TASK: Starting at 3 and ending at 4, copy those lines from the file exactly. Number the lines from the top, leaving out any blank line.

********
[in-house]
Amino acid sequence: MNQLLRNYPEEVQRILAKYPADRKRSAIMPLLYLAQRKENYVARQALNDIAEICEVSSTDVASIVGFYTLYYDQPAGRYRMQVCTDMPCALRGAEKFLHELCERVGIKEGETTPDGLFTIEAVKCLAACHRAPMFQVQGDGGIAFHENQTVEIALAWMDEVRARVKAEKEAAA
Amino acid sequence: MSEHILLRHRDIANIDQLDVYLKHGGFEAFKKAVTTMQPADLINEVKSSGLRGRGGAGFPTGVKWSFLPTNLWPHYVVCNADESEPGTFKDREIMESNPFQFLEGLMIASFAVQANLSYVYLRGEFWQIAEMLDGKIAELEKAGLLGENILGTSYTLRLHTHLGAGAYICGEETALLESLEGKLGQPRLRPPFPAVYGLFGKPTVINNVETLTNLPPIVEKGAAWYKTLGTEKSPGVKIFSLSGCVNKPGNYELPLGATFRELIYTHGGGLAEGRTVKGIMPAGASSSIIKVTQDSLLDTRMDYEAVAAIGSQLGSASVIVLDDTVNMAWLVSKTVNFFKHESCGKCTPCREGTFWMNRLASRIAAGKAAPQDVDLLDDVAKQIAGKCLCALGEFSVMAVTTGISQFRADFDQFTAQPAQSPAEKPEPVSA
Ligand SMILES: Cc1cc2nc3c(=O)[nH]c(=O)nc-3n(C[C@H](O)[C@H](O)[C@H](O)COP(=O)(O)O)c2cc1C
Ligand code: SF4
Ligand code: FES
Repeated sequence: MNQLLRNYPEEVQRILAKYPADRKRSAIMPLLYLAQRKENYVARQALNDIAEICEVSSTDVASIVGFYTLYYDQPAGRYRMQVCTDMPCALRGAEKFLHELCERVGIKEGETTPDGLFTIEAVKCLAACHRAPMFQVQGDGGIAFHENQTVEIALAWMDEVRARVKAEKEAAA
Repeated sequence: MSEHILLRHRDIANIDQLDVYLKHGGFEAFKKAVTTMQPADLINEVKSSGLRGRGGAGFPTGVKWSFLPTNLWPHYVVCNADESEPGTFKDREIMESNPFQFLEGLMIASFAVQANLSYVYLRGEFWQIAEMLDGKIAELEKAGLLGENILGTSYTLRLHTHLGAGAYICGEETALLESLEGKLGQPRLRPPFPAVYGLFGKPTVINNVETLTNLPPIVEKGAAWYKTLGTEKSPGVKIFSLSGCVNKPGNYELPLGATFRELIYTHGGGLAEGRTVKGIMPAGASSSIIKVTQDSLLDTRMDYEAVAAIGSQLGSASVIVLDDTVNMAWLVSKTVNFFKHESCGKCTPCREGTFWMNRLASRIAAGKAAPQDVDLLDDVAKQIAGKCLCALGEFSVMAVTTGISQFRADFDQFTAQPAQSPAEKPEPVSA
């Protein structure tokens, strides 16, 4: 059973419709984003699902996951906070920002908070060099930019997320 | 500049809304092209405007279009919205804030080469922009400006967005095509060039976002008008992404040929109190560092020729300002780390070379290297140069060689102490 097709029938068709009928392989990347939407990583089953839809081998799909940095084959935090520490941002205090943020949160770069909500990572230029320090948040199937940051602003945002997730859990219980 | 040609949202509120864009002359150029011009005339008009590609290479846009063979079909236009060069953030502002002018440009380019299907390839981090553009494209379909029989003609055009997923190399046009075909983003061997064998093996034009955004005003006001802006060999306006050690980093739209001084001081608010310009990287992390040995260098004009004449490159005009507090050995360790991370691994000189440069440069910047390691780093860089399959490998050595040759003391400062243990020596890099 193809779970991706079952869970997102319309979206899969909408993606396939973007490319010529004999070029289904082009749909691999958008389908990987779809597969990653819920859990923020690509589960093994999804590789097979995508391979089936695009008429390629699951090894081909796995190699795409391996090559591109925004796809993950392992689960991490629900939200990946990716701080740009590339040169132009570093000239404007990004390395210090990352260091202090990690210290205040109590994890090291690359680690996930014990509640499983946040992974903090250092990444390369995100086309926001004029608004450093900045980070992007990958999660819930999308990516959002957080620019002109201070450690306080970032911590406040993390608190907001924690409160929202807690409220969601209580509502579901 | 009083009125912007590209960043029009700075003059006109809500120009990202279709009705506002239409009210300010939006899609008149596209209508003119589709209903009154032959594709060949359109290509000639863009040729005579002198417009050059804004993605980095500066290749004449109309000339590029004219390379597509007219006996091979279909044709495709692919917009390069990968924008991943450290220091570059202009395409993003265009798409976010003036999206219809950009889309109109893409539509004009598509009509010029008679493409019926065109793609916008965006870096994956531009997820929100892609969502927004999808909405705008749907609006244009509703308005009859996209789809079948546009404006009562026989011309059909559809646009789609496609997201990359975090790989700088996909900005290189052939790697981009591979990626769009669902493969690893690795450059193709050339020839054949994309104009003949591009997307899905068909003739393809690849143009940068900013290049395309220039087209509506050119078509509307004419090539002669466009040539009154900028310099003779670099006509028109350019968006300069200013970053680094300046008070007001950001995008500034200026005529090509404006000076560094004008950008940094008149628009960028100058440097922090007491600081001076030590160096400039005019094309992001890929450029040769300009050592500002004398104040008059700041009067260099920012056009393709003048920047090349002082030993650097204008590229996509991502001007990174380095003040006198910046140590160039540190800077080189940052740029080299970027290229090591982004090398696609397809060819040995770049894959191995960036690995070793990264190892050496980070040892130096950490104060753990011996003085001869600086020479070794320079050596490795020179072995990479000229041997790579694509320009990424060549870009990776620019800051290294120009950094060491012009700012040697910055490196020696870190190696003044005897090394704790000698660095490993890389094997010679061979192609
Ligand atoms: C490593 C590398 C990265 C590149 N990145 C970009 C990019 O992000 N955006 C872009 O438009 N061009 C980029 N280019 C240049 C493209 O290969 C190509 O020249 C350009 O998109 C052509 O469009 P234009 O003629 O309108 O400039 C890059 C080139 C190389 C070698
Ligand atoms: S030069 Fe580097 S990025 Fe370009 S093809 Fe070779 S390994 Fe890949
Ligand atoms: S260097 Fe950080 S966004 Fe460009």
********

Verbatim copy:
Amino acid sequence: MSEHILLRHRDIANIDQLDVYLKHGGFEAFKKAVTTMQPADLINEVKSSGLRGRGGAGFPTGVKWSFLPTNLWPHYVVCNADESEPGTFKDREIMESNPFQFLEGLMIASFAVQANLSYVYLRGEFWQIAEMLDGKIAELEKAGLLGENILGTSYTLRLHTHLGAGAYICGEETALLESLEGKLGQPRLRPPFPAVYGLFGKPTVINNVETLTNLPPIVEKGAAWYKTLGTEKSPGVKIFSLSGCVNKPGNYELPLGATFRELIYTHGGGLAEGRTVKGIMPAGASSSIIKVTQDSLLDTRMDYEAVAAIGSQLGSASVIVLDDTVNMAWLVSKTVNFFKHESCGKCTPCREGTFWMNRLASRIAAGKAAPQDVDLLDDVAKQIAGKCLCALGEFSVMAVTTGISQFRADFDQFTAQPAQSPAEKPEPVSA
Ligand SMILES: Cc1cc2nc3c(=O)[nH]c(=O)nc-3n(C[C@H](O)[C@H](O)[C@H](O)COP(=O)(O)O)c2cc1C